“In this ongoing battle, Canada stands side-by-side with the State of Israel, our friend and ally in the democratic family of nations. We have stood with Israel even when it has not been popular to do so, and we will continue to stand with Israel, just as I have always said we would…

“There will be many challenges along the way, but considering how far Israel has come in such a short time, in the face of such seemingly insurmountable odds, I can foresee no dark force, no matter how strong, that could succeed in dimming the light of freedom and democracy that shines from within Israel.”


How rare in this highly politicized and twisted world is such unqualified support. Imagine how different our position would be if other world leaders spoke similarly. PM Harper is to be saluted.


Ted Belman has posted the entire speech at Israpundit:


What I ask is that you take the time to thank Prime Minister Harper by writing to him at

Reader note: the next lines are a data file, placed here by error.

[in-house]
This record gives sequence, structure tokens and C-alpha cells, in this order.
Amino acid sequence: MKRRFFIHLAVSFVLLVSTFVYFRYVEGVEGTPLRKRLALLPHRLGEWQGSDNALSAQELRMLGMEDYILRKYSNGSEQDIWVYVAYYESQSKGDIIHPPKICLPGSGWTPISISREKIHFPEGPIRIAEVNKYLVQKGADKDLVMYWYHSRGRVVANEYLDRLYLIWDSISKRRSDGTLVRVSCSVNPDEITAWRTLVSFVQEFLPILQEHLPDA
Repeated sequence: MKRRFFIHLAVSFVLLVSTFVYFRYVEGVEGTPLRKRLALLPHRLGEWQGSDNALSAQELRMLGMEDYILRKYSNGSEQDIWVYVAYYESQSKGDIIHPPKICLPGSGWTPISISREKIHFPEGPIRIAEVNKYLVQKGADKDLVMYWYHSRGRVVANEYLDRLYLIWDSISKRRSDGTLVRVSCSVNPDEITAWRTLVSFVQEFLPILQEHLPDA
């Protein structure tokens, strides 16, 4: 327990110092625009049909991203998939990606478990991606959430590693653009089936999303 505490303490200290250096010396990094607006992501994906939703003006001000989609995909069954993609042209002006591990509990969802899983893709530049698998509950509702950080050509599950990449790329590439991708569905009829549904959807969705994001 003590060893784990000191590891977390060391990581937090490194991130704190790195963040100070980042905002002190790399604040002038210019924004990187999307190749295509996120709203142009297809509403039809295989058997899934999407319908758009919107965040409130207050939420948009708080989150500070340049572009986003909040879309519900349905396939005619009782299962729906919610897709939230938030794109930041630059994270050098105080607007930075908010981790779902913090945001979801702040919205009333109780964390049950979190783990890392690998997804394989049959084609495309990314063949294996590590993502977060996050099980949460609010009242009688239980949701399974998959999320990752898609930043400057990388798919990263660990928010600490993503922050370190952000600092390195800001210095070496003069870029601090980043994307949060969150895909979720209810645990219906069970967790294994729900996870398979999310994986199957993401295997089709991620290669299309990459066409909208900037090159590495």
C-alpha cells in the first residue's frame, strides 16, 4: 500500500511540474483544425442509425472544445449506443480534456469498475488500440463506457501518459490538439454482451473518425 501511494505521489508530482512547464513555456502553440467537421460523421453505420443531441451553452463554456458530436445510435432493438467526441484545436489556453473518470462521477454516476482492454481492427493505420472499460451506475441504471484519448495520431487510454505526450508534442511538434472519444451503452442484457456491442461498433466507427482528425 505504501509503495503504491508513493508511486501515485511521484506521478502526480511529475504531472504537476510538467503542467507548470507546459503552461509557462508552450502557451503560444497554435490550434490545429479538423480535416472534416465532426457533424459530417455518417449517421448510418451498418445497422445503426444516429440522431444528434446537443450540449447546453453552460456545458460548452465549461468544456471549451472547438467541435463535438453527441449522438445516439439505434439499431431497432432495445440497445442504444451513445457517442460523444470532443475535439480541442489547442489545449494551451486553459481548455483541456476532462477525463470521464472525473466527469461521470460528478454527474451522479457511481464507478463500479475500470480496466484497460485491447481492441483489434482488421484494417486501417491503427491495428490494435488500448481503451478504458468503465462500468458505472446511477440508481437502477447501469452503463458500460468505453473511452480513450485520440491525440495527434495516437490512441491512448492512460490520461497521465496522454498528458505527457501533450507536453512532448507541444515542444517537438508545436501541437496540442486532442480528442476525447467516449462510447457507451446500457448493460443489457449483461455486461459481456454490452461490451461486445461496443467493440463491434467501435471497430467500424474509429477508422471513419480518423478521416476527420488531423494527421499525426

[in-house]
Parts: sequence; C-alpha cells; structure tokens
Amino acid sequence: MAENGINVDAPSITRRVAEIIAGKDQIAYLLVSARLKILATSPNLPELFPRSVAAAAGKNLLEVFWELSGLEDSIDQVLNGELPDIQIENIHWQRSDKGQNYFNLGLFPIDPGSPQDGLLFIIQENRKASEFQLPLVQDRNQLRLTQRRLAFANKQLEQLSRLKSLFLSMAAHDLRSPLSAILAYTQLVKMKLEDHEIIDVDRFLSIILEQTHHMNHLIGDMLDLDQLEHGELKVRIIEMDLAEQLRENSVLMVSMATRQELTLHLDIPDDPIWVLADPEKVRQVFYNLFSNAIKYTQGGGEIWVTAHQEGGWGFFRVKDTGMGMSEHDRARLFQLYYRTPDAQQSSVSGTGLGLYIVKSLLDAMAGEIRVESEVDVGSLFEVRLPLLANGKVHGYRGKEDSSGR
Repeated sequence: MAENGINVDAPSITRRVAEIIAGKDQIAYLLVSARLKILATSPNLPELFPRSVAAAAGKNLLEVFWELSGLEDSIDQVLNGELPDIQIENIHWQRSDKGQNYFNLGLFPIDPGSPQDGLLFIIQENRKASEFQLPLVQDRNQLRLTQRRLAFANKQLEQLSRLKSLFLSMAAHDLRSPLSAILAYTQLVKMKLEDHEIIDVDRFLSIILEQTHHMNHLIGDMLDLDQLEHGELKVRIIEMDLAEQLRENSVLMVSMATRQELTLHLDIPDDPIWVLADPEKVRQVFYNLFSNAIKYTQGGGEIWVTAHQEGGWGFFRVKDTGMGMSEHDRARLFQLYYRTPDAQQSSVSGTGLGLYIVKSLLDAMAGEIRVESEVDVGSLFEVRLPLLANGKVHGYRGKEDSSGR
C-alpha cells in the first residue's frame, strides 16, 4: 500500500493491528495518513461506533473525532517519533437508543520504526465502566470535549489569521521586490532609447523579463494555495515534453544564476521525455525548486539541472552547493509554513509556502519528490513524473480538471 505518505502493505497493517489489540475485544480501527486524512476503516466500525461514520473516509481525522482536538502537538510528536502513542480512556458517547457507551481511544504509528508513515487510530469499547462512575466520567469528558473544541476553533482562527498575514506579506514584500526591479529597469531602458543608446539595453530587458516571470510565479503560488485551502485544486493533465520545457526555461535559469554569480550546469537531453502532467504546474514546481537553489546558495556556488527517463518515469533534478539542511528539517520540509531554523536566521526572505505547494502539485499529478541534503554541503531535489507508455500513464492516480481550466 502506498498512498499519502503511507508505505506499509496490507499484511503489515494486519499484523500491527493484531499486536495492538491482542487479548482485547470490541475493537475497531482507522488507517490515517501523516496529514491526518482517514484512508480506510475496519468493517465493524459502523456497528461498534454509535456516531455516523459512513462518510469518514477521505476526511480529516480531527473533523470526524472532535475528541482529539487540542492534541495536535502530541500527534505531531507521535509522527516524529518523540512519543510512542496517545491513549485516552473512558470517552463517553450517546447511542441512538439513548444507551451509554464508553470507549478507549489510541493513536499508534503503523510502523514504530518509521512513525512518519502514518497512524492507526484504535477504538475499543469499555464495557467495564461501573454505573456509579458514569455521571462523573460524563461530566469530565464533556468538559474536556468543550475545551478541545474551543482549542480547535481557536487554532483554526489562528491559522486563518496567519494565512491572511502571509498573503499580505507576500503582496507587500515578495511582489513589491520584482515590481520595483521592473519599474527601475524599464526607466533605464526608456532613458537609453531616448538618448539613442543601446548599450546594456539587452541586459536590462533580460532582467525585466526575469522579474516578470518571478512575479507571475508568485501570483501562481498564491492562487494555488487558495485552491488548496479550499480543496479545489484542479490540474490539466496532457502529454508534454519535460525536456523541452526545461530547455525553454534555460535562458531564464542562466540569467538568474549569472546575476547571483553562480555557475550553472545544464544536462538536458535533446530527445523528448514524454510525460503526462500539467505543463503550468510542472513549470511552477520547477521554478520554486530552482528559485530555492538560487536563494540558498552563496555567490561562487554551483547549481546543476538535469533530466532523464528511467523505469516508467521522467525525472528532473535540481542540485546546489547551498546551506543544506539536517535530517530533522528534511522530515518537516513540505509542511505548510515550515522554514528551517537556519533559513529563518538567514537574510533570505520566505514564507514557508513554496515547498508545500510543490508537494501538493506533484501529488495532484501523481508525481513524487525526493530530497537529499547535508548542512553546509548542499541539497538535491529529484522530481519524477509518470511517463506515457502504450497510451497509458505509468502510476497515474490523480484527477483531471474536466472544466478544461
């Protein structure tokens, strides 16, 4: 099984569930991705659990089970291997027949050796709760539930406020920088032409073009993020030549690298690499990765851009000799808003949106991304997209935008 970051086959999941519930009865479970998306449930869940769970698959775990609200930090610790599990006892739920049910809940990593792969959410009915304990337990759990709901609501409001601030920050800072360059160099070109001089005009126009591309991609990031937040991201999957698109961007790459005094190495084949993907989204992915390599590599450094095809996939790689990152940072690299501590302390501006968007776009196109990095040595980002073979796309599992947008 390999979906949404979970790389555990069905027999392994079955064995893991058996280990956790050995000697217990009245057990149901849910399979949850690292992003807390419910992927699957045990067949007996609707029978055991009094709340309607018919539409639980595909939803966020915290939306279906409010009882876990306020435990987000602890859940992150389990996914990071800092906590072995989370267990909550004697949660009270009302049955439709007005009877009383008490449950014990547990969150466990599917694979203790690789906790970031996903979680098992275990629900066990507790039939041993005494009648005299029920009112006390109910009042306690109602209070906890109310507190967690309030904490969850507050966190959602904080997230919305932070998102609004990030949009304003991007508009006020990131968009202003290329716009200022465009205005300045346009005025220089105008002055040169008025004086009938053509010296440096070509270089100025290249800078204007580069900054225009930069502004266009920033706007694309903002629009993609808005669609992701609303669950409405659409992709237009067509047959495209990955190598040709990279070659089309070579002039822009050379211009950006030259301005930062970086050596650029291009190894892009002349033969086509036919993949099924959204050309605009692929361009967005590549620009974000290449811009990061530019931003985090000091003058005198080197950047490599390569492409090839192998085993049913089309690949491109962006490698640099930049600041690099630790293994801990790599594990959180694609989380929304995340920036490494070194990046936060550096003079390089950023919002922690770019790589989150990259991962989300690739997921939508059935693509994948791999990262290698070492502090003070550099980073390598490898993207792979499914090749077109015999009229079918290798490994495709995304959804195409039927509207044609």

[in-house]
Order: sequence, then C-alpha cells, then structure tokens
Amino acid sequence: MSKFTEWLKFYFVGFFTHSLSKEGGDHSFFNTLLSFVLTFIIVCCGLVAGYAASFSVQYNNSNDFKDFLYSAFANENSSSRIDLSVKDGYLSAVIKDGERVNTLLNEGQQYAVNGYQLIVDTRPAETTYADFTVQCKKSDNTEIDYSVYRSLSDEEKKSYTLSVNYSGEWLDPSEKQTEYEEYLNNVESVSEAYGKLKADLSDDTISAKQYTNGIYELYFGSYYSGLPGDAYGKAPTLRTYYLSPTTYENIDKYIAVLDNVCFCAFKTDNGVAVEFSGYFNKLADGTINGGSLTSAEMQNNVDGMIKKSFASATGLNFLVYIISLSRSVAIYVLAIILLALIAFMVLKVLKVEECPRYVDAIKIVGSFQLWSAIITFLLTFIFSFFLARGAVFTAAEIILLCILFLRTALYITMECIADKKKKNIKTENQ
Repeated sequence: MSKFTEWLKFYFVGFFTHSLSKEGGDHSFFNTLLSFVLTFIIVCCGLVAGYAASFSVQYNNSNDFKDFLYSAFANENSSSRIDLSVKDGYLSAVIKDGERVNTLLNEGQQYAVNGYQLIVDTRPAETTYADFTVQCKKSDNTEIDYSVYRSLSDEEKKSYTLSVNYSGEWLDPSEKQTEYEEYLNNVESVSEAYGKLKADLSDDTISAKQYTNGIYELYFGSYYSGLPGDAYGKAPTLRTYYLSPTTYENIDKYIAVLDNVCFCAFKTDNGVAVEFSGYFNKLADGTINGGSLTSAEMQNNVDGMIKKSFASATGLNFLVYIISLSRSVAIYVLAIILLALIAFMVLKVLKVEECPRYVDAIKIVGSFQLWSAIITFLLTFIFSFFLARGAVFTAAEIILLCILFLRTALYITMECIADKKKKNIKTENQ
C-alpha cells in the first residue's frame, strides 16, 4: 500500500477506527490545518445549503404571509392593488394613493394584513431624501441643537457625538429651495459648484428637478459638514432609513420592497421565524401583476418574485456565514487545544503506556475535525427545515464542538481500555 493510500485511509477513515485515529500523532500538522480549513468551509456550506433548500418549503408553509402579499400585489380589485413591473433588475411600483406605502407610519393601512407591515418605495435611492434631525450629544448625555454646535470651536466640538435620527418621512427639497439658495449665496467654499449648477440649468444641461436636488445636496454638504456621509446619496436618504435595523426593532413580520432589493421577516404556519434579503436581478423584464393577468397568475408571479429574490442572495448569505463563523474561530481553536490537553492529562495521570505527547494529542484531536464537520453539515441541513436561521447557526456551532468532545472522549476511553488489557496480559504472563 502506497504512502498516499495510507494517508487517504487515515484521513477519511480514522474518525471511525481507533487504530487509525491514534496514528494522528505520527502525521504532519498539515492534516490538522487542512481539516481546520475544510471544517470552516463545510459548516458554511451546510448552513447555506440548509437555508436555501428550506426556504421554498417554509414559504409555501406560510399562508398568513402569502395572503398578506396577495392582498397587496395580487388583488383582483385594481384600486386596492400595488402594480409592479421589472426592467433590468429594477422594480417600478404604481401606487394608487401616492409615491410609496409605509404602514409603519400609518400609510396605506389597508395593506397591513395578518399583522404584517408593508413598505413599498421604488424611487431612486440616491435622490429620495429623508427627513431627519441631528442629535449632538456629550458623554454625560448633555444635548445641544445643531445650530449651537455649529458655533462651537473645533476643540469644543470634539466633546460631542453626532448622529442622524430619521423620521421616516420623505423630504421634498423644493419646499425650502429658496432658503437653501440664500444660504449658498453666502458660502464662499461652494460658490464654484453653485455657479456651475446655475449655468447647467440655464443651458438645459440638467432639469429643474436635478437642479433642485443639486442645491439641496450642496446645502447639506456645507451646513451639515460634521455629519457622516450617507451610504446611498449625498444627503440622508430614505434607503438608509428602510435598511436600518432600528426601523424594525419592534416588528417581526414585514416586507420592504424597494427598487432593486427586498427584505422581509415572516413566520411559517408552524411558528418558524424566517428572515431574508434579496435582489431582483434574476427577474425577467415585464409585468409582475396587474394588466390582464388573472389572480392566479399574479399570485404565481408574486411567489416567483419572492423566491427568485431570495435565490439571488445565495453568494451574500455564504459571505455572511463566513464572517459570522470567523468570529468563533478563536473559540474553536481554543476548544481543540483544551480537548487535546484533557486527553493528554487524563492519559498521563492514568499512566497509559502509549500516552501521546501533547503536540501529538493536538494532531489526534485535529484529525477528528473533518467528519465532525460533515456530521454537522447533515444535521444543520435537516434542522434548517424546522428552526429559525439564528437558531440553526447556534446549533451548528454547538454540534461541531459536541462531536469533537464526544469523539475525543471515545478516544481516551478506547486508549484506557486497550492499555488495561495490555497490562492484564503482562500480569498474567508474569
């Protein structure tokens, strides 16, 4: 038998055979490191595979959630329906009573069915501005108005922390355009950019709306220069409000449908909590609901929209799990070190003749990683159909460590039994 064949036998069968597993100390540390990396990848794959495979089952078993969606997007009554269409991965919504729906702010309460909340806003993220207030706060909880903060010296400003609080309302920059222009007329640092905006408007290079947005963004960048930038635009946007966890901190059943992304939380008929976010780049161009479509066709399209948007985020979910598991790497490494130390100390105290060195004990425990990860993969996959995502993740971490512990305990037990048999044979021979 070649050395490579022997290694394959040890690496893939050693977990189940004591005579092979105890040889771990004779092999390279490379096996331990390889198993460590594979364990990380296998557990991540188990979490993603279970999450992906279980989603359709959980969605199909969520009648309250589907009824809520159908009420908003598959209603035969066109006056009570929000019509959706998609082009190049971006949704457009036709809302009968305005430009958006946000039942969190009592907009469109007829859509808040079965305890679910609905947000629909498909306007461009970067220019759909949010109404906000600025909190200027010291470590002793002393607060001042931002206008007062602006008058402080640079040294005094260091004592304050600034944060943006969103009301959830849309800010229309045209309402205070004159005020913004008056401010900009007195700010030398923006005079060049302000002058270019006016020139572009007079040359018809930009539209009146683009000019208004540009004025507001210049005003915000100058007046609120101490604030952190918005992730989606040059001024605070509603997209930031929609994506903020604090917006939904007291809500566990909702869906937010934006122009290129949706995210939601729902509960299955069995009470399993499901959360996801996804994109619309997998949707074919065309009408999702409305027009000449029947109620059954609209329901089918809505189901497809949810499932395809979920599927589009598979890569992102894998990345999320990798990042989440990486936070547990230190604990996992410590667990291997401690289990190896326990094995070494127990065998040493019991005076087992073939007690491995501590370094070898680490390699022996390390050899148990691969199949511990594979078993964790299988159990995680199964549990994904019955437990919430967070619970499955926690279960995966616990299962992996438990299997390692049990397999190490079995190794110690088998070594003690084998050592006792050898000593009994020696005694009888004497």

As to the Olmert investigation, I begin today by saying that I have never in my life encountered so many innocent people. No one did anything. At least, that is what they are working vigorously to have us believe.

The former director of the New Jerusalem Foundation, Zvi Raviv, for example, expressed bewilderment as to why this non-profit organization, which does good work, should be involved in the investigation at all. Never mind that Olmert and Messer founded it and Talansky was made treasurer. Or that the Post reported eight years ago that there were suspicions about use for campaign purposes of money from this foundation (which had not yet registered in Israel as a non-profit and in 1999 failed to report millions in contributions).

“We support those with special needs, children, and teenagers,” said an NJF spokesman. “We fund dance centers, libraries in schools, provide help for the deaf, and holiday food packages.” Bringing up the name of the foundation was “unjustified.” “The police are not interested in the foundation.”